37 SymptomsPruritis (itching): Caused by an allergic reaction to lice bitesSores on the headTickling sensationSleeplessness and irritability
38 Identification of head lice – Inspection method Use applicator stick to inspect hair and scalp by carefully parting the hair and examine for crawling lice or nits (eggs attached to the hair shaft).* Most recently laid will be opaque, white, shiny, andlocated on a hair shaft ¼” from scalp* Empty nit cases are more visible and are dullyellow in color Inspect nape of neck and areabehind the earsNits are firmly attached and not easily removedQuestions? Refer to local health department or school nurse or teacher familiar with lice
39 Treatment consider only if lice or viable eggs observed Mechanical removal (time consuming)* Lice or nit combs - remove lice and eggs.Electronic combs usefulTreatment with pediculocides - Follow with nit removal* Permethrin 1% (Nix) – Shampoo. Carefully follow labeldirections. Recommended by American Academy ofPediatrics
40 Treatment of the Environment Check all household/patients prior to cleaningLaunder personal items - clothing, bedding, towels, toys. Wash at least 10 min;dry high heat 30 min.Can’t wash? Seal in plastic bag for 14 days; or freeze 24 hoursVacuum - everything possibleInspect hairbrushes, combs, etc. and clean - wash, boil, or Lysol (refer to manual)
41 ResourceMichigan Head Lice Manual. A comprehensive guide to identify, treat, manage, and prevent head lice. Updated August 2013
42 Bed Bugs Bed bugs are small, wingless insects about the size of an appleseed. They are attracted to carbon dioxide fromliving organisms, and to body heat and feed on humanblood when possible – also on pets. They come out tofeed at night. They can live for more than a year withoutfood (blood meal). Both male and females feed on blood.No evidence that they transmit disease to humans.Some people can experience skin irritation from bed bugbites, sometimes respiratory symptoms in areas of highinfestation, but many do not react to bites at all.Resurgence of bedbugs in recent years – eradicated by DDT,then…resistance developed, ?? increase in world wide travel, undergroundeconomy, increases in secondhand merchandise, changes in bedbug habits, people don’t recognize bed bugs or signs of infestation.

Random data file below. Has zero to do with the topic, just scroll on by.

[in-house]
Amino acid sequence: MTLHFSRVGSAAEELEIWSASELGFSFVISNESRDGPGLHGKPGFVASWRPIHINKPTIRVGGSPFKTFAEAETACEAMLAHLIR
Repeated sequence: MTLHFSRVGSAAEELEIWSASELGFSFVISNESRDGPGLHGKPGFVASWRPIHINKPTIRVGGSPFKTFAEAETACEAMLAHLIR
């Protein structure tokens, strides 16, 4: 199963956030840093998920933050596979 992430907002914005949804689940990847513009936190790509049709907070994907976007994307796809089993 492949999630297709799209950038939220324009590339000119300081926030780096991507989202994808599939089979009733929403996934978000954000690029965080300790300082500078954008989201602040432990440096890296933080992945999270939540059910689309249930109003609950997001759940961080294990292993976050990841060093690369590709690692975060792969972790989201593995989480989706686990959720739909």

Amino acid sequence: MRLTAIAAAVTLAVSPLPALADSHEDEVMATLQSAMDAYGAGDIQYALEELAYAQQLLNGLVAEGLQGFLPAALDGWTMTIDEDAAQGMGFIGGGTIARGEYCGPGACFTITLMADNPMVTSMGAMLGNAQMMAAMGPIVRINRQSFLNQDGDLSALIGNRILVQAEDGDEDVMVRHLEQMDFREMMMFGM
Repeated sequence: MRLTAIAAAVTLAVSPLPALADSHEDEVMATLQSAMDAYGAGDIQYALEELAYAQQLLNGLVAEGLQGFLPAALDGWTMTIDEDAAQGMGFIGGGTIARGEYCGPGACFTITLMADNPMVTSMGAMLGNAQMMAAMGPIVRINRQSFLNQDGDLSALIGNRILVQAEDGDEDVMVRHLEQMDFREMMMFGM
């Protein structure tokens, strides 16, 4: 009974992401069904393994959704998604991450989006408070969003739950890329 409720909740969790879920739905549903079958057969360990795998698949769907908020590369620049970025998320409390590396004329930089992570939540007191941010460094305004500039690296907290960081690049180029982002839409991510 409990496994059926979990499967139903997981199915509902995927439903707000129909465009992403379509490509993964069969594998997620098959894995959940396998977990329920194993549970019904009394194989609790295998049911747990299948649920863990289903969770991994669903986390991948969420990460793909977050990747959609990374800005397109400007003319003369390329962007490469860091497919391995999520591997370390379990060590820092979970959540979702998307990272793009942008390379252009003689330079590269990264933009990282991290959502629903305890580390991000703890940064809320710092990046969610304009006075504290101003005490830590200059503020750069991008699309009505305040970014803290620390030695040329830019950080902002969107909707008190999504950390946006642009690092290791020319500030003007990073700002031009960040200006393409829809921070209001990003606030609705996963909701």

43 Recognize - Report DETECT Mattresses – seams. Tufts, folds Furniture – cracks in bed frame, head board, underneath, in dressers/bedside standsGeneral – Behind baseboards, around window casings, behind electrical plates, in telephones, radios, TVs, clocksDark spotting and stainingEggs, eggshells, molted skin of maturing nymphsRusty or reddish spots of bloodBed bugs themselvesSometimes a sweet, musty, or “buggy” smellREPORT to person authorized to act
44 Respond: Recommendations Develop Bed bug Management Plan:Policy, include person/title of person responsible/authority to actProcedure from recognition to responseRegular resident skin assessment, environmental awareness and “inspection”, preventive strategies, treatment, Education – personnel, resident, family, volunteersInclude in facility Integrated Pest Management Plan (IPM)
45 Interventions Judicious use of effective pesticide(s) Steam Ambient heatFreezingCanines – detectionCountless others – with varying degrees of effectiveness!
46 References and Resources Michigan Manual for the Prevention and Control of Bed Bugs. Comprehensive guidance to identify, treat, manage and prevent bedbugs. MDCH 2010Download:http://michigan.gov/documents/emergingdiseases/Bed_Bug_Manual_v1_full_reduce_326605_7.pdfJoint Statement on Bed Bug Control in the United States from the U.S. Centers for Disease Control and Prevention (CDC) and the U.S. Environmental Protection Agency (EPA), 2010National Pest Management Association (NPMA) Guidelines. Response to Bed Bugs in Medical Facilities.